Regarding characters, Sasamaru is one of the best protagonists that I’ve seen in a while. He’s proactive, kind and also pretty funny. The fact that he’s voiced also adds to his character.
Hiyo is the game’s main heroine (and really its only heroine) who absolutely deserves this accolade. She’s unbelievably cute and her devotion towards Sasamaru is a sight to behold. The romance in this game is a slow burn so the satisfaction you get when the pair finally get together is unreal.
Araragi is probably the other character who comes close to being a heroine in this game, although I truly do feel like this is the one area where the game fell a little short. I understand that, for story purposes, Hiyo and Sasamaru make the most sense as a couple. However, looking at the genre of visual novels, the whole point is to give the player choices so I feel like not having a proper route or ending for Araragi was a little disappointing.
Harutsuge is the final of the main characters. I found her quite hard to warm up to at the beginning but she’s actually quite sweet once you get past her facade.
There is a large number of side characters, from the chuuni teacher to the gang leader of the school. Each of them has a distinct personality and many have a lot of character development throughout the story, which is actually pretty unusual.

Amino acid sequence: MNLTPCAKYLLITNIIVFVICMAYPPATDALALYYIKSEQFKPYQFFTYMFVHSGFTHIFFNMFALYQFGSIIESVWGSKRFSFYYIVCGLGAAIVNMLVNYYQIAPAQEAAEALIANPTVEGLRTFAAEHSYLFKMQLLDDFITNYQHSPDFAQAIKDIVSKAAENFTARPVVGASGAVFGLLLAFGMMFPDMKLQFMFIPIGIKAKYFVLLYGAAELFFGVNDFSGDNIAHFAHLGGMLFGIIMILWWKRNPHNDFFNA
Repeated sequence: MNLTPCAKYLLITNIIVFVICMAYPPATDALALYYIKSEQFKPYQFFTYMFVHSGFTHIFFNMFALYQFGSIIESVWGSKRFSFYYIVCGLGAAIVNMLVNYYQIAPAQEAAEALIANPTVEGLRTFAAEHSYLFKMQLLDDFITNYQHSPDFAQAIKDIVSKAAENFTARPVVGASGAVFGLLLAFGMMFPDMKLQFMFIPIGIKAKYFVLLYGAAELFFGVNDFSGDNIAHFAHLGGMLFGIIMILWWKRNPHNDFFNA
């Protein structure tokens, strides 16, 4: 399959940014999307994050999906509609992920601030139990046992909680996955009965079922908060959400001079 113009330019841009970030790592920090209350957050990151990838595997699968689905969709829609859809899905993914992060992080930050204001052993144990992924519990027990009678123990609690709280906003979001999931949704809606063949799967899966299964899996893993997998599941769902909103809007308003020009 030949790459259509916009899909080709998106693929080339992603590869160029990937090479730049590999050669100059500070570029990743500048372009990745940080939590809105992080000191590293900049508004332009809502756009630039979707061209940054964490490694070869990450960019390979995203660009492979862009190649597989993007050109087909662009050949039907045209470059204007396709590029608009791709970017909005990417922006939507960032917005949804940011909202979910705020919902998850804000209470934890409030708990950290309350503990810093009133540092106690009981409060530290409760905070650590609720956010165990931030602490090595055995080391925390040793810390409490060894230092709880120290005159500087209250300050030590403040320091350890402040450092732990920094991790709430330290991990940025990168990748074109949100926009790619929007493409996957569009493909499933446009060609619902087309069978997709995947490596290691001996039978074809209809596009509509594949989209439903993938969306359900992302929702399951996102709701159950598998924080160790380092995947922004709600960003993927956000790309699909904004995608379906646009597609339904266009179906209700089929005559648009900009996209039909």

Whilst Yasuyuki’s style may not be my favourite, I can’t fault the sheer amount of artwork in this game, with there being a ridiculous amount of CGs, SDCGs & artwork cut-ins. A lot of the event images also look very pretty, with some interesting image composition. The SDCGs have such a distinctive and hilarious style that matches the way the game’s humour contrasts with the serious plot.
The soundtrack for this game was also of very high standard, with the opening song in particular being absolutely beautiful. There’s a high number of BGM tracks, which again just adds to the feeling that a lot of thought and effort was put into this title.
The game has only 3 H-scenes in total. The scenes themselves were pretty well-written with the characters staying “in character” throughout, making them actually worthwhile to read. I know the lack of H-scenes may disappoint some readers but I personally don’t mind.
My Score: 9.5/10
With a beautiful story written in such a skillful way, Asairo is definitely one of the most plot-heavy games I’ve reviewed on here. Pretty much everything about the game was perfect, however, the fact that the game is just a tad too linear stops me from giving it that “10/10” score (because Araragi is too cute, okay!).
The writing style of the game means that this is definitely above-average reading difficulty but if you’re a fan of visual novels then this is certainly a title worth taking a look at!
I really must read some more of Shumon’s titles at some point…